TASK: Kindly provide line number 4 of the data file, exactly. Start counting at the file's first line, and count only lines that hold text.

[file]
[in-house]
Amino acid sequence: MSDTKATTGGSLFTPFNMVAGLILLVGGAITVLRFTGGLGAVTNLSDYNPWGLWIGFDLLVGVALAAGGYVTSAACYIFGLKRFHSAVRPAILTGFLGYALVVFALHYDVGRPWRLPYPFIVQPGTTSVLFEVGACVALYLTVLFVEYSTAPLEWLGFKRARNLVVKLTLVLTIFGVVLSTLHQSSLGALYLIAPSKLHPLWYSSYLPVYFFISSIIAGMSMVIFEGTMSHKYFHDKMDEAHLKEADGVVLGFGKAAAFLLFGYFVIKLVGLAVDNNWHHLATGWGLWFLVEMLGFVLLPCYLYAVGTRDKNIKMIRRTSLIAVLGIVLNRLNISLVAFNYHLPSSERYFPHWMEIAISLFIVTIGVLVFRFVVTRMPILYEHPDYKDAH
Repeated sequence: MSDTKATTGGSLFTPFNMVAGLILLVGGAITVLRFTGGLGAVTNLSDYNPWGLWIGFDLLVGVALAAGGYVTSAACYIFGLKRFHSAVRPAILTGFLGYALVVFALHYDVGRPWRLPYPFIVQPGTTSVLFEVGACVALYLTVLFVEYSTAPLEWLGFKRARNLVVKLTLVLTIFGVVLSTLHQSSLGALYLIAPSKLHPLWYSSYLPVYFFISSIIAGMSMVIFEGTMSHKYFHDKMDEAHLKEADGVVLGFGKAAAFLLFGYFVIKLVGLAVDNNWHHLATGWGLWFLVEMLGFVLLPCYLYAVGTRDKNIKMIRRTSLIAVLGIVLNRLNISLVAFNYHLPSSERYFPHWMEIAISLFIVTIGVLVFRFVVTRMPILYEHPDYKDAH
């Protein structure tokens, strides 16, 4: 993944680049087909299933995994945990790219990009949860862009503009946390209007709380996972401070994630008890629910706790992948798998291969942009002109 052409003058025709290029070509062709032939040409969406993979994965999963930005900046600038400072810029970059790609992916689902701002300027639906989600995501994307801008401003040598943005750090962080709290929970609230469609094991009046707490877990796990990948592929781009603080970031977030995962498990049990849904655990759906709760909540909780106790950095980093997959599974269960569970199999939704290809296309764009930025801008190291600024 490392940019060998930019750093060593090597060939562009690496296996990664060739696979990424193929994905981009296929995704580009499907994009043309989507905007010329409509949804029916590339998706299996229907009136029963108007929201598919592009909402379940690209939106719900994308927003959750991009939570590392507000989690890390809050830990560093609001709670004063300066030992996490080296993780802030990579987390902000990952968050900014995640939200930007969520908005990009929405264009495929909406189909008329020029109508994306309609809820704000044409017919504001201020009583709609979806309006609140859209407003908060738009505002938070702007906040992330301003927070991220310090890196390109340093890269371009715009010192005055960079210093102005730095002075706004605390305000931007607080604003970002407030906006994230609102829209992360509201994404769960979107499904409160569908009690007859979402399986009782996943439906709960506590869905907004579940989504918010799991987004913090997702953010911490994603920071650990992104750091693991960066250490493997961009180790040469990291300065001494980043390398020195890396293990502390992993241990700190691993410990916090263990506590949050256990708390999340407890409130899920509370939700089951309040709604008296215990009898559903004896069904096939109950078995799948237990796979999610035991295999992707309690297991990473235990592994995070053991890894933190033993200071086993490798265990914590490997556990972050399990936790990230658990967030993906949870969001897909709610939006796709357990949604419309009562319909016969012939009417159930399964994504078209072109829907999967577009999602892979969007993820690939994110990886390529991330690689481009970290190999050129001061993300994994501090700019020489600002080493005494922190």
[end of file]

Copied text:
């Protein structure tokens, strides 16, 4: 993944680049087909299933995994945990790219990009949860862009503009946390209007709380996972401070994630008890629910706790992948798998291969942009002109 052409003058025709290029070509062709032939040409969406993979994965999963930005900046600038400072810029970059790609992916689902701002300027639906989600995501994307801008401003040598943005750090962080709290929970609230469609094991009046707490877990796990990948592929781009603080970031977030995962498990049990849904655990759906709760909540909780106790950095980093997959599974269960569970199999939704290809296309764009930025801008190291600024 490392940019060998930019750093060593090597060939562009690496296996990664060739696979990424193929994905981009296929995704580009499907994009043309989507905007010329409509949804029916590339998706299996229907009136029963108007929201598919592009909402379940690209939106719900994308927003959750991009939570590392507000989690890390809050830990560093609001709670004063300066030992996490080296993780802030990579987390902000990952968050900014995640939200930007969520908005990009929405264009495929909406189909008329020029109508994306309609809820704000044409017919504001201020009583709609979806309006609140859209407003908060738009505002938070702007906040992330301003927070991220310090890196390109340093890269371009715009010192005055960079210093102005730095002075706004605390305000931007607080604003970002407030906006994230609102829209992360509201994404769960979107499904409160569908009690007859979402399986009782996943439906709960506590869905907004579940989504918010799991987004913090997702953010911490994603920071650990992104750091693991960066250490493997961009180790040469990291300065001494980043390398020195890396293990502390992993241990700190691993410990916090263990506590949050256990708390999340407890409130899920509370939700089951309040709604008296215990009898559903004896069904096939109950078995799948237990796979999610035991295999992707309690297991990473235990592994995070053991890894933190033993200071086993490798265990914590490997556990972050399990936790990230658990967030993906949870969001897909709610939006796709357990949604419309009562319909016969012939009417159930399964994504078209072109829907999967577009999602892979969007993820690939994110990886390529991330690689481009970290190999050129001061993300994994501090700019020489600002080493005494922190």